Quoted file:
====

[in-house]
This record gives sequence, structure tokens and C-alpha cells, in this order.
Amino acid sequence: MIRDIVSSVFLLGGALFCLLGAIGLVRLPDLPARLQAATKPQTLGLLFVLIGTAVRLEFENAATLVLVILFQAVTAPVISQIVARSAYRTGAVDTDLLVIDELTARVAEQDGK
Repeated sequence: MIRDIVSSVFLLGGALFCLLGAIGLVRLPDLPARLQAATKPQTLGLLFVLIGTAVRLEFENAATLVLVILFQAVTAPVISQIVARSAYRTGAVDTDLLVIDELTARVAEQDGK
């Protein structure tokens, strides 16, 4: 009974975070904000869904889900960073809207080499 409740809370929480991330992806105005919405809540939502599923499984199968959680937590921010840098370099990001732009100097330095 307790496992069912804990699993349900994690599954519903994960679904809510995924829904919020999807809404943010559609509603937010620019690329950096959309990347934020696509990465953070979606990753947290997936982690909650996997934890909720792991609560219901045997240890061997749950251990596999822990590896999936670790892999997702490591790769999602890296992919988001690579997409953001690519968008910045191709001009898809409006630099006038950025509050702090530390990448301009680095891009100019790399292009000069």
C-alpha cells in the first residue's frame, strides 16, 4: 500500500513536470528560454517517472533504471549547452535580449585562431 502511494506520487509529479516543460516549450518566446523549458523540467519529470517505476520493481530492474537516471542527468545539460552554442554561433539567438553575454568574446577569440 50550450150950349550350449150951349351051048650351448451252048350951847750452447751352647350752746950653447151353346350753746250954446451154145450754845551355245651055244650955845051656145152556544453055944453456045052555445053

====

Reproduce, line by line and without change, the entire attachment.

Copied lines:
[in-house]
This record gives sequence, structure tokens and C-alpha cells, in this order.
Amino acid sequence: MIRDIVSSVFLLGGALFCLLGAIGLVRLPDLPARLQAATKPQTLGLLFVLIGTAVRLEFENAATLVLVILFQAVTAPVISQIVARSAYRTGAVDTDLLVIDELTARVAEQDGK
Repeated sequence: MIRDIVSSVFLLGGALFCLLGAIGLVRLPDLPARLQAATKPQTLGLLFVLIGTAVRLEFENAATLVLVILFQAVTAPVISQIVARSAYRTGAVDTDLLVIDELTARVAEQDGK
């Protein structure tokens, strides 16, 4: 009974975070904000869904889900960073809207080499 409740809370929480991330992806105005919405809540939502599923499984199968959680937590921010840098370099990001732009100097330095 307790496992069912804990699993349900994690599954519903994960679904809510995924829904919020999807809404943010559609509603937010620019690329950096959309990347934020696509990465953070979606990753947290997936982690909650996997934890909720792991609560219901045997240890061997749950251990596999822990590896999936670790892999997702490591790769999602890296992919988001690579997409953001690519968008910045191709001009898809409006630099006038950025509050702090530390990448301009680095891009100019790399292009000069």
C-alpha cells in the first residue's frame, strides 16, 4: 500500500513536470528560454517517472533504471549547452535580449585562431 502511494506520487509529479516543460516549450518566446523549458523540467519529470517505476520493481530492474537516471542527468545539460552554442554561433539567438553575454568574446577569440 50550450150950349550350449150951349351051048650351448451252048350951847750452447751352647350752746950653447151353346350753746250954446451154145450754845551355245651055244650955845051656145152556544453055944453456045052555445053